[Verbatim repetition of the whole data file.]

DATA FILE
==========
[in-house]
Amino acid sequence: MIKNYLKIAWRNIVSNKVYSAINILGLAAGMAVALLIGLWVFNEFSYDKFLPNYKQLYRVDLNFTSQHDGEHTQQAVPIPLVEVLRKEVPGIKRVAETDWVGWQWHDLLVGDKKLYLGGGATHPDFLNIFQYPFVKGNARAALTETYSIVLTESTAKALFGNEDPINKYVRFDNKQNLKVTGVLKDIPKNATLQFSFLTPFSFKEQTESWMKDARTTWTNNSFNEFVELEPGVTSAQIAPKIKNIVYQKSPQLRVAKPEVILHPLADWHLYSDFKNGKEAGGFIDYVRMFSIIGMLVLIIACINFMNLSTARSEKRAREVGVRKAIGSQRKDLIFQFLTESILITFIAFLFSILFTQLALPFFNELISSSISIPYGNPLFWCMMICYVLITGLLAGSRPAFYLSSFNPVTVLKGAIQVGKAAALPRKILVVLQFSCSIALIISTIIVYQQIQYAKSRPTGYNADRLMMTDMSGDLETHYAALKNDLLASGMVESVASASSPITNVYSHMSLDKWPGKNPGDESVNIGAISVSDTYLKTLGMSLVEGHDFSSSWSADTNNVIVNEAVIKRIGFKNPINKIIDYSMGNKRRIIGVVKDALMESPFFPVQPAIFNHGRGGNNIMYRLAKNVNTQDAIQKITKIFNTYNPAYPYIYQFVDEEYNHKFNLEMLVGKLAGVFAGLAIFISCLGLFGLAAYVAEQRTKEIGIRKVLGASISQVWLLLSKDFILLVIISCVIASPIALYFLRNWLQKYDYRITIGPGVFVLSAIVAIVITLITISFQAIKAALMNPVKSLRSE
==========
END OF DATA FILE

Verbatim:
[in-house]
Amino acid sequence: MIKNYLKIAWRNIVSNKVYSAINILGLAAGMAVALLIGLWVFNEFSYDKFLPNYKQLYRVDLNFTSQHDGEHTQQAVPIPLVEVLRKEVPGIKRVAETDWVGWQWHDLLVGDKKLYLGGGATHPDFLNIFQYPFVKGNARAALTETYSIVLTESTAKALFGNEDPINKYVRFDNKQNLKVTGVLKDIPKNATLQFSFLTPFSFKEQTESWMKDARTTWTNNSFNEFVELEPGVTSAQIAPKIKNIVYQKSPQLRVAKPEVILHPLADWHLYSDFKNGKEAGGFIDYVRMFSIIGMLVLIIACINFMNLSTARSEKRAREVGVRKAIGSQRKDLIFQFLTESILITFIAFLFSILFTQLALPFFNELISSSISIPYGNPLFWCMMICYVLITGLLAGSRPAFYLSSFNPVTVLKGAIQVGKAAALPRKILVVLQFSCSIALIISTIIVYQQIQYAKSRPTGYNADRLMMTDMSGDLETHYAALKNDLLASGMVESVASASSPITNVYSHMSLDKWPGKNPGDESVNIGAISVSDTYLKTLGMSLVEGHDFSSSWSADTNNVIVNEAVIKRIGFKNPINKIIDYSMGNKRRIIGVVKDALMESPFFPVQPAIFNHGRGGNNIMYRLAKNVNTQDAIQKITKIFNTYNPAYPYIYQFVDEEYNHKFNLEMLVGKLAGVFAGLAIFISCLGLFGLAAYVAEQRTKEIGIRKVLGASISQVWLLLSKDFILLVIISCVIASPIALYFLRNWLQKYDYRITIGPGVFVLSAIVAIVITLITISFQAIKAALMNPVKSLRSE